In operating the device the tilt platform-platform top combination sits on the base 10 freely with contact being maintained between the spherical segment 28 on the underside of the tilt platform and the complimentary spherical segment 16 on the base portion 10. The interaction of these two surfaces will provide for unlimited 360° rotation of the tilt platform and platform top with respect to the base. However, it has been found that ease of rotation can be improved by providing the hemispherical depressions 22 in the spherical segment 16 supplementing the rotational movement with ballbearing like spheres 24. In the preferred embodiment, six spherical depressions 22 are equidistantly spaced 60° apart about the sloped spherical segment 16 and six ballbearing like spheres are located in the hemispherical depressions 22 so that the spherical segment on the underside of the tilt platform will ride for both rotation and tilting on the ball bearing like spheres 24. The laterally extending cylindrical segments 32 on the underside of the tilt platform 25 are designed to lie a fractional distance above the planar peripheral portions 14 of the base portion 10 and the interaction between these two surfaces will permit front to rear tilting of the tilt platform and platform top with respect to the base as illustrated in phantom in FIG. 3 but will positively inhibit any lateral tilting from side to side of the tilt platform top with respect to the base.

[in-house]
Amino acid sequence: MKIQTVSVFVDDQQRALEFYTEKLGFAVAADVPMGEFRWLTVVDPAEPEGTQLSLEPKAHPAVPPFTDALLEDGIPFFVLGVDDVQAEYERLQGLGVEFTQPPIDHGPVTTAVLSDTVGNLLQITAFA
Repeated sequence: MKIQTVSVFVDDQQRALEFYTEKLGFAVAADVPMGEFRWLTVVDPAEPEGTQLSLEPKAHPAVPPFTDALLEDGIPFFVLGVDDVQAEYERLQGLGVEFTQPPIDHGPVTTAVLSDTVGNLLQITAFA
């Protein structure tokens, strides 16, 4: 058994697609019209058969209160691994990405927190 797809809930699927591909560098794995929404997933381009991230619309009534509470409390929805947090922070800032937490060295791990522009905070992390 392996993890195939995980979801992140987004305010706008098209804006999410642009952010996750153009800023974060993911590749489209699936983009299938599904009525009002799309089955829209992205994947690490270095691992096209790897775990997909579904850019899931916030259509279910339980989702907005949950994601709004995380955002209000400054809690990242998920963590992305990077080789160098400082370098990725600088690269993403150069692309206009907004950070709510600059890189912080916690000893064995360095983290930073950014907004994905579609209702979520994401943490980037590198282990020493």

As will be apparent from the foregoing, the mounting pedestal of this invention provides for free and uninhibited rotation of the platform top and hence a CRT type display device mounted thereon through 360° about a vertical axis with respect to the base 10 and any table or desk upon which it is located and also free and uninhibited tilting in a front to rearward direction. Furthermore, through the single contoured bottom of the tilt platform 25 and the interaction of the spherical segment 28 and the cylindrical segments 32 any tilting of the CRT display device from side-to-side is completely prohibited.
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|U.S. Classification||248/349.1, 248/921, 248/663, 248/179.1|
|International Classification||F16M11/14, F16M11/12|
|Cooperative Classification||F16M11/126, Y10S248/921, F16M2200/08|
|European Classification||F16M11/12C, F16M11/12|
|Jun 11, 1982||AS||Assignment|
Owner name: WESTINGHOUSE ELECTRIC CORPORATION, WESTINGHOUSE BL
Free format text: ASSIGNMENT OF ASSIGNORS INTEREST.;ASSIGNORS:ANDERSON, WILLIAM C.;BOUNDY, BRUCE K.;SCHOUMAKER, RAOULJ. P.;REEL/FRAME:004007/0397;SIGNING DATES FROM 19820607 TO 19820609
Owner name: WESTINGHOUSE ELECTRIC CORPORATION, WESTINGHOUSE BL
Free format text: ASSIGNMENT OF ASSIGNORS INTEREST;ASSIGNORS:ANDERSON, WILLIAM C.;BOUNDY, BRUCE K.;SCHOUMAKER, RAOUL J. P.;SIGNING DATES FROM 19820607 TO 19820609;REEL/FRAME:004007/0397
|Mar 31, 1988||FPAY||Fee payment|
Year of fee payment: 4
|Sep 22, 1992||REMI||Maintenance fee reminder mailed|
|Feb 21, 1993||LAPS||Lapse for failure to pay maintenance fees|
|May 4, 1993||FP||Expired due to failure to pay maintenance fee|
Effective date: 19930221